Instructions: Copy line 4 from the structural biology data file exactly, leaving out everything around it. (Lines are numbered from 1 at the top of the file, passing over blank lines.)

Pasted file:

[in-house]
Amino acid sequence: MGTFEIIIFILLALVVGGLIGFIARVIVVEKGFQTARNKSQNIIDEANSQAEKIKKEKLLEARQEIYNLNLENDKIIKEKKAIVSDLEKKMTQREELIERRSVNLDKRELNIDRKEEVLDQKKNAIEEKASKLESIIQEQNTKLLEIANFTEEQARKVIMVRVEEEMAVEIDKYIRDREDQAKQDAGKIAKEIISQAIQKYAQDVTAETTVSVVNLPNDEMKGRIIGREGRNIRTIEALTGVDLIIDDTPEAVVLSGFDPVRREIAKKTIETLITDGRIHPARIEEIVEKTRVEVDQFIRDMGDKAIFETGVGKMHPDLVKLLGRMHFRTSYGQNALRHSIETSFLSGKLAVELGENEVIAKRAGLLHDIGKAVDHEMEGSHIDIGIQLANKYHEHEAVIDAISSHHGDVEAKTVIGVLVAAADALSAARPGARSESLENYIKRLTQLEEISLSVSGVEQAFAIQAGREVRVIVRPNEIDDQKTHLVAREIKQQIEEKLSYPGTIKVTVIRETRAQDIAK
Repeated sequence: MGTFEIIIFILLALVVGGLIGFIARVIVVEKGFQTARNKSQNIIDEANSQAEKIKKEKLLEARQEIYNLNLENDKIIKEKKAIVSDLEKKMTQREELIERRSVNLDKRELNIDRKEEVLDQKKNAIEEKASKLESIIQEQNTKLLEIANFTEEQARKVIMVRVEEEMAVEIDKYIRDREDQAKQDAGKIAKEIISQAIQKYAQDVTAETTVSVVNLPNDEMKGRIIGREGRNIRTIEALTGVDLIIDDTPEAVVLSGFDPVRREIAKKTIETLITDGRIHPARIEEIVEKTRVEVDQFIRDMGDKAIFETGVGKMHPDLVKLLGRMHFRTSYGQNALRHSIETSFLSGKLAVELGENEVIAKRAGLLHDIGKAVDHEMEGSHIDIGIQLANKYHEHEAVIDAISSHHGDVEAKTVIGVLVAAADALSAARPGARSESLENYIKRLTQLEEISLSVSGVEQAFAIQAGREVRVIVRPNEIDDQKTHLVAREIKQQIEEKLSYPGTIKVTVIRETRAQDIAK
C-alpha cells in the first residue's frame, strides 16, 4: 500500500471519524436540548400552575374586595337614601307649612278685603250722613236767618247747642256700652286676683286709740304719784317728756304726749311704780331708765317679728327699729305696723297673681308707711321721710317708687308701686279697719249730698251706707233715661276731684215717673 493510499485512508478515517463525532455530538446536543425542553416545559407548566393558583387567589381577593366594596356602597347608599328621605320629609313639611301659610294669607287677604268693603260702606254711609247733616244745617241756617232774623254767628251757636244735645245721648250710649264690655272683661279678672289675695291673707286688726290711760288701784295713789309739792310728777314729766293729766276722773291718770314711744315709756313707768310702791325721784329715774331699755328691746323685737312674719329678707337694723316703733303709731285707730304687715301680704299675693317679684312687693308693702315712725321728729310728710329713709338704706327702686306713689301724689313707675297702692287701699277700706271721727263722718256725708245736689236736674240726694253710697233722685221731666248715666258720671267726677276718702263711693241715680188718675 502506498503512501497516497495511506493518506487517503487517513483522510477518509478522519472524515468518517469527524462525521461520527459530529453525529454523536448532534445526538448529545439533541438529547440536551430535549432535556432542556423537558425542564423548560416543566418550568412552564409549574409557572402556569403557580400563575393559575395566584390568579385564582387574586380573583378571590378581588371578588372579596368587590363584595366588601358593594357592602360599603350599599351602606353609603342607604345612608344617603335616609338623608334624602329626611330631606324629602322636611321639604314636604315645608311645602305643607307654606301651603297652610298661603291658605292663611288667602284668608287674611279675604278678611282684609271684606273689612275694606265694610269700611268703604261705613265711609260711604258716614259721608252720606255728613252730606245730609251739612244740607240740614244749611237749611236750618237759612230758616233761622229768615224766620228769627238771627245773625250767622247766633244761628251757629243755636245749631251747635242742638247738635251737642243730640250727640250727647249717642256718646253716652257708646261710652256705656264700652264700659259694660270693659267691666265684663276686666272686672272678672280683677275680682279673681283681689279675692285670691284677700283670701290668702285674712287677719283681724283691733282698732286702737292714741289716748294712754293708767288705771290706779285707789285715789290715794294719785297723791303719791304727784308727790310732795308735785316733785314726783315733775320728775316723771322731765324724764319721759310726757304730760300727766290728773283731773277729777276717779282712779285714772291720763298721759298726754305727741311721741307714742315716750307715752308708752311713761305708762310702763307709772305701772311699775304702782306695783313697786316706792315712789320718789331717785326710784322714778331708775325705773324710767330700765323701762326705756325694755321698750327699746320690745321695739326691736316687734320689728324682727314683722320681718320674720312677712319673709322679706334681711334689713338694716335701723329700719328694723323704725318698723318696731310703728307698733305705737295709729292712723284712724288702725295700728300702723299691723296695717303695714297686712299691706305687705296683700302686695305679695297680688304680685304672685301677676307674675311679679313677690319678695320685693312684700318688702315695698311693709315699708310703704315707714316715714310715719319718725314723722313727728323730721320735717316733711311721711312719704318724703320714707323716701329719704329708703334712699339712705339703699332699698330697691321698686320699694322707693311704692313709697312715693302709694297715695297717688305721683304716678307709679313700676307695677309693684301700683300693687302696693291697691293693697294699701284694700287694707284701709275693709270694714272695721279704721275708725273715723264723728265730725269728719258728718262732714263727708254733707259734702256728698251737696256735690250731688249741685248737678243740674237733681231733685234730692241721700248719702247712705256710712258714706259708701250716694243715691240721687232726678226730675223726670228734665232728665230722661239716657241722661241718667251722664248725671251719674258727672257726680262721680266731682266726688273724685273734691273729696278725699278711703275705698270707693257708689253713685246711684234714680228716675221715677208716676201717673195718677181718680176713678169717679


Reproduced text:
C-alpha cells in the first residue's frame, strides 16, 4: 500500500471519524436540548400552575374586595337614601307649612278685603250722613236767618247747642256700652286676683286709740304719784317728756304726749311704780331708765317679728327699729305696723297673681308707711321721710317708687308701686279697719249730698251706707233715661276731684215717673 493510499485512508478515517463525532455530538446536543425542553416545559407548566393558583387567589381577593366594596356602597347608599328621605320629609313639611301659610294669607287677604268693603260702606254711609247733616244745617241756617232774623254767628251757636244735645245721648250710649264690655272683661279678672289675695291673707286688726290711760288701784295713789309739792310728777314729766293729766276722773291718770314711744315709756313707768310702791325721784329715774331699755328691746323685737312674719329678707337694723316703733303709731285707730304687715301680704299675693317679684312687693308693702315712725321728729310728710329713709338704706327702686306713689301724689313707675297702692287701699277700706271721727263722718256725708245736689236736674240726694253710697233722685221731666248715666258720671267726677276718702263711693241715680188718675 502506498503512501497516497495511506493518506487517503487517513483522510477518509478522519472524515468518517469527524462525521461520527459530529453525529454523536448532534445526538448529545439533541438529547440536551430535549432535556432542556423537558425542564423548560416543566418550568412552564409549574409557572402556569403557580400563575393559575395566584390568579385564582387574586380573583378571590378581588371578588372579596368587590363584595366588601358593594357592602360599603350599599351602606353609603342607604345612608344617603335616609338623608334624602329626611330631606324629602322636611321639604314636604315645608311645602305643607307654606301651603297652610298661603291658605292663611288667602284668608287674611279675604278678611282684609271684606273689612275694606265694610269700611268703604261705613265711609260711604258716614259721608252720606255728613252730606245730609251739612244740607240740614244749611237749611236750618237759612230758616233761622229768615224766620228769627238771627245773625250767622247766633244761628251757629243755636245749631251747635242742638247738635251737642243730640250727640250727647249717642256718646253716652257708646261710652256705656264700652264700659259694660270693659267691666265684663276686666272686672272678672280683677275680682279673681283681689279675692285670691284677700283670701290668702285674712287677719283681724283691733282698732286702737292714741289716748294712754293708767288705771290706779285707789285715789290715794294719785297723791303719791304727784308727790310732795308735785316733785314726783315733775320728775316723771322731765324724764319721759310726757304730760300727766290728773283731773277729777276717779282712779285714772291720763298721759298726754305727741311721741307714742315716750307715752308708752311713761305708762310702763307709772305701772311699775304702782306695783313697786316706792315712789320718789331717785326710784322714778331708775325705773324710767330700765323701762326705756325694755321698750327699746320690745321695739326691736316687734320689728324682727314683722320681718320674720312677712319673709322679706334681711334689713338694716335701723329700719328694723323704725318698723318696731310703728307698733305705737295709729292712723284712724288702725295700728300702723299691723296695717303695714297686712299691706305687705296683700302686695305679695297680688304680685304672685301677676307674675311679679313677690319678695320685693312684700318688702315695698311693709315699708310703704315707714316715714310715719319718725314723722313727728323730721320735717316733711311721711312719704318724703320714707323716701329719704329708703334712699339712705339703699332699698330697691321698686320699694322707693311704692313709697312715693302709694297715695297717688305721683304716678307709679313700676307695677309693684301700683300693687302696693291697691293693697294699701284694700287694707284701709275693709270694714272695721279704721275708725273715723264723728265730725269728719258728718262732714263727708254733707259734702256728698251737696256735690250731688249741685248737678243740674237733681231733685234730692241721700248719702247712705256710712258714706259708701250716694243715691240721687232726678226730675223726670228734665232728665230722661239716657241722661241718667251722664248725671251719674258727672257726680262721680266731682266726688273724685273734691273729696278725699278711703275705698270707693257708689253713685246711684234714680228716675221715677208716676201717673195718677181718680176713678169717679